Astrid Ressler- Staff Writer
In January, news broke out in Latin America that a newly discovered Mayan temple had been found in Belize at a site named Cara Blanca. The temple was unearthed within a pool of water nearly 200 feet deep, and it is believed that this underwater temple was used for Mayan pilgrimage.
These pilgrims would have brought offerings and human sacrifices for the water god when severe drought threatened their civilization toward the end of the Mayan rule, which ended around 800 A.D.
It was around this time that the Mayan society turned into what is now referred to by archeologists as a “drought cult.” During this period, the Mayan people tried to survive using any means necessary.
The underwater temple rests beside a deep pool of water and allowed for its people to purify themselves and pray for relief from the drought that was plaguing the area during the end of the ancient society.
It was this time of drought that ultimately led to the collapse of the Mayans.
Ceramic jars and pots have been found near the water temple that have been dated back to the “terminal” era of the ancient Mayan civilization, when most of their cities had already been abandoned and survival was looking incredibly bleak. These jars predominantly have water symbols painted them, such as waves and spirals, or animals such as the jaguar.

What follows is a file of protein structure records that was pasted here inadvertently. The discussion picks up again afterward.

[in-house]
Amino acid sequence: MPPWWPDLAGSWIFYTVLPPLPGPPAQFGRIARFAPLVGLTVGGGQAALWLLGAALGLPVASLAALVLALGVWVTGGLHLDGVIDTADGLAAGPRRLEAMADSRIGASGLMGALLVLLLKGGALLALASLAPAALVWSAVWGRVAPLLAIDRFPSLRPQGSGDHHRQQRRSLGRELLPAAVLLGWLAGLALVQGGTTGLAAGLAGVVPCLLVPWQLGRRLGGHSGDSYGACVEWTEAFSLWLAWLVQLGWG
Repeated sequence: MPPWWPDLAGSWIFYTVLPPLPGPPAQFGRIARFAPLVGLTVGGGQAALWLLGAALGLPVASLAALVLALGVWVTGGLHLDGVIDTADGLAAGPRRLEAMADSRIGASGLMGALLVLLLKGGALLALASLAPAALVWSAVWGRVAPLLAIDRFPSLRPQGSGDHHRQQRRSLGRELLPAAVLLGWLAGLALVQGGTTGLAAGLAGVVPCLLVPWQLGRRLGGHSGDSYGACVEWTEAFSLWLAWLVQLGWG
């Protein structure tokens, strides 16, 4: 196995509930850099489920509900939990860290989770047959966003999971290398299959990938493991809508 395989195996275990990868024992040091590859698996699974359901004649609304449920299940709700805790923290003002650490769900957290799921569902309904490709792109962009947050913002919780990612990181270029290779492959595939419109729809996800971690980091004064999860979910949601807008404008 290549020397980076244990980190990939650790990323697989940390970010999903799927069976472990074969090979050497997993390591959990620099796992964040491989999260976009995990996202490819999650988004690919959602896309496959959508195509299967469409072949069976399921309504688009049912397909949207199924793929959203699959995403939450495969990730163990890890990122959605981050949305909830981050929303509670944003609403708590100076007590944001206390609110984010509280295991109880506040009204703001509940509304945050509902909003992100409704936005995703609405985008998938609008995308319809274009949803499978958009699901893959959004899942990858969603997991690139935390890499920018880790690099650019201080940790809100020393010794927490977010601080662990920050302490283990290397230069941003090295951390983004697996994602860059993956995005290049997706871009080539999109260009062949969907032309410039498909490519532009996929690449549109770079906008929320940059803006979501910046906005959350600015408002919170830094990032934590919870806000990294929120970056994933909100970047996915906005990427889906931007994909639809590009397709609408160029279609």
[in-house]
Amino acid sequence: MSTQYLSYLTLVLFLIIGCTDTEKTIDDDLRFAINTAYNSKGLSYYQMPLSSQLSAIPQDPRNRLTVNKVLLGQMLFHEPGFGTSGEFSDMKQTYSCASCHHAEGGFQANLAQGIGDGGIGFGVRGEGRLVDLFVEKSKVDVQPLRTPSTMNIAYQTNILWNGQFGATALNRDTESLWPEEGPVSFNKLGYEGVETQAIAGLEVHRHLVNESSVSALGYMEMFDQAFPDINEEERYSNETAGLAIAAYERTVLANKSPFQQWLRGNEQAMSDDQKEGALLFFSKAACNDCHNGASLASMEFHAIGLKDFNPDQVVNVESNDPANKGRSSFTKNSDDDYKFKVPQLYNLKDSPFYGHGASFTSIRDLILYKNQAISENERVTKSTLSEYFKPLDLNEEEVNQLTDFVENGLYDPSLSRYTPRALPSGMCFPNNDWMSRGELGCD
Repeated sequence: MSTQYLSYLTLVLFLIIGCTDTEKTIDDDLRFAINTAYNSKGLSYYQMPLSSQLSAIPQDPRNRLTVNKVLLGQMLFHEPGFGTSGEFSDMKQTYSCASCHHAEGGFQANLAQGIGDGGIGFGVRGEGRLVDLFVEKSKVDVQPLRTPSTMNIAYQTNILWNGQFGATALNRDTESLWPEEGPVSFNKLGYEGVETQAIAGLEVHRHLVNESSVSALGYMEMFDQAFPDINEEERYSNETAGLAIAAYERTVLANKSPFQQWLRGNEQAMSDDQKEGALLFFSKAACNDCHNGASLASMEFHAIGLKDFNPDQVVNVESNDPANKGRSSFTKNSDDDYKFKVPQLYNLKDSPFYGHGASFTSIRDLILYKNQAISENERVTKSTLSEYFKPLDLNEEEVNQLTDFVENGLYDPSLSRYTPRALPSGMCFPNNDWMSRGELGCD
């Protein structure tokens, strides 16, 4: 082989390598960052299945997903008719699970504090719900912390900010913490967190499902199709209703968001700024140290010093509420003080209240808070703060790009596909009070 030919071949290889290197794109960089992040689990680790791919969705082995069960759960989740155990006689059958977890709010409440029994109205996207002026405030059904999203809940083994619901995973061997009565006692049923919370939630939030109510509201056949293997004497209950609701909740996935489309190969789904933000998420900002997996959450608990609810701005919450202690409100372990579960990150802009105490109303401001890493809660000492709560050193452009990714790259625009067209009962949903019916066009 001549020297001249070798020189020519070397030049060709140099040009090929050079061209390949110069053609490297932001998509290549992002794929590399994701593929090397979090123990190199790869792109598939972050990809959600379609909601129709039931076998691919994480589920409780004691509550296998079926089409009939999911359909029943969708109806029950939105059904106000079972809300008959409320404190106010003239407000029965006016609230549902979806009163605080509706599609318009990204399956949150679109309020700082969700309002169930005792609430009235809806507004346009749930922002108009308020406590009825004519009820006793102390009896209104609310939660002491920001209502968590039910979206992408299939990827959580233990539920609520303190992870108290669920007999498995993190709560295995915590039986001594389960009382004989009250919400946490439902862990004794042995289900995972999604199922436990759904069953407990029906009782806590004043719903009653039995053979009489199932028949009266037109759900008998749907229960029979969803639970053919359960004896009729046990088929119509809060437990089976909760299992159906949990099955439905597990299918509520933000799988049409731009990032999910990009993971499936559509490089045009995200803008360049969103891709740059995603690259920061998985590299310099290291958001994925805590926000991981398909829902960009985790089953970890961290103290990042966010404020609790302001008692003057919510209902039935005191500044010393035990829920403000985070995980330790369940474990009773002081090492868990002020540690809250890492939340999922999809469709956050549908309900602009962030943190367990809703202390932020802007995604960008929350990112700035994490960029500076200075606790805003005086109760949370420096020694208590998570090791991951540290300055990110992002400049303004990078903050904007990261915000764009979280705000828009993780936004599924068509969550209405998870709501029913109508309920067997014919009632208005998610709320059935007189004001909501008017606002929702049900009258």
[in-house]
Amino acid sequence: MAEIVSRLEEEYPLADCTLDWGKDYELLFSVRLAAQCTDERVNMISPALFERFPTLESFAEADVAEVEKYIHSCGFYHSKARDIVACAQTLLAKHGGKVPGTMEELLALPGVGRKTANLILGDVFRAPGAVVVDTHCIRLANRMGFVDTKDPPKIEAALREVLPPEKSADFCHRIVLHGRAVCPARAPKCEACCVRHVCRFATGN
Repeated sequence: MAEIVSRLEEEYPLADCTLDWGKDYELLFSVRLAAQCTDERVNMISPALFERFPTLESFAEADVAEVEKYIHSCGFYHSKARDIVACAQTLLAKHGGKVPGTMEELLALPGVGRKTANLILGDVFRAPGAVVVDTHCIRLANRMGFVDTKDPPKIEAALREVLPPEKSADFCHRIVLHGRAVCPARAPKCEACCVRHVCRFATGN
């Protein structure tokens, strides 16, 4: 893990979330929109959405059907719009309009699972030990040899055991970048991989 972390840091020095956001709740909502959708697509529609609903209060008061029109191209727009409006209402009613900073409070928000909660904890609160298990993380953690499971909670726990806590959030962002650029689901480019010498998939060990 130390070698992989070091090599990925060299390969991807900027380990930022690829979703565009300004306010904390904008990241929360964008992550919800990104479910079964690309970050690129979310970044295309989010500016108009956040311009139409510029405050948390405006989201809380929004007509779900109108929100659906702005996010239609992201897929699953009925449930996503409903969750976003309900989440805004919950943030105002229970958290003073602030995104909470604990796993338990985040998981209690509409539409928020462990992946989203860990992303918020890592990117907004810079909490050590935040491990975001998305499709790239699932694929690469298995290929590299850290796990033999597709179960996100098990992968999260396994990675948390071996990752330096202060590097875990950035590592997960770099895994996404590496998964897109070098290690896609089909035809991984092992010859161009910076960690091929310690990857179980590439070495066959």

It is suggested that this temple was a place where offerings and sacrifices were also made to the demons of the Mayan underworld, as this deep water pool also houses an underwater cave. Caves and cenotes—or sinkholes— were considered entrances to the underworld to the Mayans.
Archeologists assume that human sacrifices started to occur in the deep recesses of the underwater cave when the civilization became desperate for relief from the severe drought. Skulls have been found deep within this cave, not unique to other temples and caves from the Mayan era. It is believed that during this time of distress, human sacrifices were rampant.
What experts can agree on is that this newly discovered underwater temple was most likely a shrine where ritual practices took place at a time when Mayan civilization was deteriorating. This deep pool tucked away in the forest was certainly a special place that saved a sacred function for the Mayans.